The Homer Theatre is showing films from the Anchorage International Film Festival for two nights next week.
On Tuesday, the theater will play a “best of the fest” shorts program featuring a series of short films ranging from 5-12 minutes. After intermission, the well received feature documentary, “Taking My Parents to Burning Man,” will be shown. On Wednesday, five films, including the Academy Award nominee for best short documentary, “White Earth,” will be shown.
Wednesday night’s films were selected based on what Homer Theatre Manager Colleen Carroll and Rebecca Pottebaum thought a Homer audience might appreciate. Pottebaum is the volunteer and venue coordinator for the Anchorage festival. She has worked for many film festivals, including Sundance.
Wednesday’s films have “more of a sense of place” theme, Pottebaum said. They include “off the grid stuff, out of the way things that you didn’t really think about,” she said.
“The Last Free Place” and “All the Time in the World,” two of the Wednesday films, earned a nod from Carroll. The theme of Wednesday’s films “really fit with the mentality of people around here,” Carroll said.
“Moviegoers in Homer have diverse taste in films. You know, it’s not just the commercial fare. The audience in Homer embraces alternative programming,” she said.
The films and shorts, chosen from audience favorites, will show for $10 admission per night. The goal is to keep the festival affordable and accessible, said Carroll.
“They (the festival organizers) are really trying to get the ‘best of the fest’ out. They make it easier for us,” Carroll said. “It’s a packaged program. … It’s kept really affordable for theaters and patrons.”
The film festival’s affordability is not its only merit. The films are expected to appeal to an audience that enthusiastically receives Homer Theatre’s Documentary Film Festival in September.
“Cinema is accessible. It’s a great way to introduce people to topics that matter,” Carroll said.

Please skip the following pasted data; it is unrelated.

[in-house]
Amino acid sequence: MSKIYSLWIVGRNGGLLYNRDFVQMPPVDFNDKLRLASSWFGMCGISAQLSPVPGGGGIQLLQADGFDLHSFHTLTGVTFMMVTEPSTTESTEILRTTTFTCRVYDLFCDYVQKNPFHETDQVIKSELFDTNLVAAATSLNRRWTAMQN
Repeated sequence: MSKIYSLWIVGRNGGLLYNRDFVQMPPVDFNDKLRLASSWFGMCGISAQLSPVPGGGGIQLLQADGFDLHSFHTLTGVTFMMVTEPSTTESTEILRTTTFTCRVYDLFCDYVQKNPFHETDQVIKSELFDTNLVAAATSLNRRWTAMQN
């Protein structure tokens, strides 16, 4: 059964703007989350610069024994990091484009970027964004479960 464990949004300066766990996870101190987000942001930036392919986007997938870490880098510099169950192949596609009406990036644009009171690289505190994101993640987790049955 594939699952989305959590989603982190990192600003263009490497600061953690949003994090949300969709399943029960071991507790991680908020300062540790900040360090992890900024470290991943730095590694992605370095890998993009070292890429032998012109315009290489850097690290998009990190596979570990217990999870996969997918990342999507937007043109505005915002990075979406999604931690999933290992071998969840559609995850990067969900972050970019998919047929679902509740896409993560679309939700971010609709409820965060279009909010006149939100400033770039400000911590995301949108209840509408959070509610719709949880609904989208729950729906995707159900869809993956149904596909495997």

Pottebaum said, aside from the geographical difference and the large representation from Alaska filmmakers, the Anchorage festival differs in personality from larger, more famous film fests.
“It’s a small scale, but at the same time, very classy film festival. …(There’s) a really excited film festival community, in typical Alaskan style not pretentious at all. …The personality of the festival is very genuine … you recognize the people with film passes.”
Carroll agreed. “There’s more of a community aspect,” she said.
Begun in 2001, the Anchorage International Film Festival runs in December. In 2014, it ran for 10 days, though it has been as short as a weekend and as long as two weeks.
The festival featured several Alaska films, including “Cradle of Storms,” as well as entries from as far away as Switzerland, Turkey and China.
“The festival combined a lot of films. … Everything from your typical categories like features, and docs and narratives, shorts and animation,” Pottebaum said.
Looking to grow and expand its reach, the AIFF is always looking for volunteers, jurors and programmers, Pottebaum said. “We are definitely looking to grow our people base,” she said.
Both shows begin at 6 p.m. For more information about the showings in Homer, visit the theater’s website at www.homertheatre.com. For more about the films, go to www.anchoragefilmfestival.org.
Anchorage International Film Festival
6 p.m. Tuesday
6 p.m. WednesdayMarch 4
Where: Homer Theatre
Cost: $10 per night
WHAT: Each night’s program will have a selection of films and shorts chosen from Anchorage International Film Festival audience favorites totaling about 3 hours with an introduction and intermission.